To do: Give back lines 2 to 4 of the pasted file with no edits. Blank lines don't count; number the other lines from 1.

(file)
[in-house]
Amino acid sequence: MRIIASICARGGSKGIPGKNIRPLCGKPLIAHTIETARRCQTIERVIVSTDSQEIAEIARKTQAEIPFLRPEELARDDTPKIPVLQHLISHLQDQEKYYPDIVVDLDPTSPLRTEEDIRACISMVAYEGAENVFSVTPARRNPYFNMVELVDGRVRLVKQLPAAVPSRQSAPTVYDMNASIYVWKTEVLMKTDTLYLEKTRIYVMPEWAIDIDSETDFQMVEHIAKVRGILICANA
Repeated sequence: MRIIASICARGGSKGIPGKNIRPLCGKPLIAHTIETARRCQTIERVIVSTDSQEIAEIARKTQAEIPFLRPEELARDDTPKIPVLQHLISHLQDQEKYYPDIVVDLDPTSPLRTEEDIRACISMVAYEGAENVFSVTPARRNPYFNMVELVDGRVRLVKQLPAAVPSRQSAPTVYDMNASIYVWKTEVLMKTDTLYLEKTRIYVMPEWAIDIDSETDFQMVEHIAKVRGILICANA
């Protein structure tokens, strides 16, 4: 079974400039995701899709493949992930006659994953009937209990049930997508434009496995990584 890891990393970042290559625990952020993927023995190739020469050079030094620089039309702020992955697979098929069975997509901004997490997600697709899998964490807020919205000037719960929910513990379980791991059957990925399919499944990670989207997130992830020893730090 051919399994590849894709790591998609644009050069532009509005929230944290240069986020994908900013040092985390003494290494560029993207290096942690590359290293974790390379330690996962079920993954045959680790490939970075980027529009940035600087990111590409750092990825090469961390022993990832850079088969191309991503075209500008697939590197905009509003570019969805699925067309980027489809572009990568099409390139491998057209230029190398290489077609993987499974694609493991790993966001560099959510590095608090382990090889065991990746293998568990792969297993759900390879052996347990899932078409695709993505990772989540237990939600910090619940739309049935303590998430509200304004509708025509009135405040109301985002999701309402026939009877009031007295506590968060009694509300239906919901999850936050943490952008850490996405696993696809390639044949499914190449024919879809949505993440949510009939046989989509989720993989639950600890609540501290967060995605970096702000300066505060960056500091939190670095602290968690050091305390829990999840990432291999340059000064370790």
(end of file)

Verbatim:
Amino acid sequence: MRIIASICARGGSKGIPGKNIRPLCGKPLIAHTIETARRCQTIERVIVSTDSQEIAEIARKTQAEIPFLRPEELARDDTPKIPVLQHLISHLQDQEKYYPDIVVDLDPTSPLRTEEDIRACISMVAYEGAENVFSVTPARRNPYFNMVELVDGRVRLVKQLPAAVPSRQSAPTVYDMNASIYVWKTEVLMKTDTLYLEKTRIYVMPEWAIDIDSETDFQMVEHIAKVRGILICANA
Repeated sequence: MRIIASICARGGSKGIPGKNIRPLCGKPLIAHTIETARRCQTIERVIVSTDSQEIAEIARKTQAEIPFLRPEELARDDTPKIPVLQHLISHLQDQEKYYPDIVVDLDPTSPLRTEEDIRACISMVAYEGAENVFSVTPARRNPYFNMVELVDGRVRLVKQLPAAVPSRQSAPTVYDMNASIYVWKTEVLMKTDTLYLEKTRIYVMPEWAIDIDSETDFQMVEHIAKVRGILICANA
């Protein structure tokens, strides 16, 4: 079974400039995701899709493949992930006659994953009937209990049930997508434009496995990584 890891990393970042290559625990952020993927023995190739020469050079030094620089039309702020992955697979098929069975997509901004997490997600697709899998964490807020919205000037719960929910513990379980791991059957990925399919499944990670989207997130992830020893730090 051919399994590849894709790591998609644009050069532009509005929230944290240069986020994908900013040092985390003494290494560029993207290096942690590359290293974790390379330690996962079920993954045959680790490939970075980027529009940035600087990111590409750092990825090469961390022993990832850079088969191309991503075209500008697939590197905009509003570019969805699925067309980027489809572009990568099409390139491998057209230029190398290489077609993987499974694609493991790993966001560099959510590095608090382990090889065991990746293998568990792969297993759900390879052996347990899932078409695709993505990772989540237990939600910090619940739309049935303590998430509200304004509708025509009135405040109301985002999701309402026939009877009031007295506590968060009694509300239906919901999850936050943490952008850490996405696993696809390639044949499914190449024919879809949505993440949510009939046989989509989720993989639950600890609540501290967060995605970096702000300066505060960056500091939190670095602290968690050091305390829990999840990432291999340059000064370790």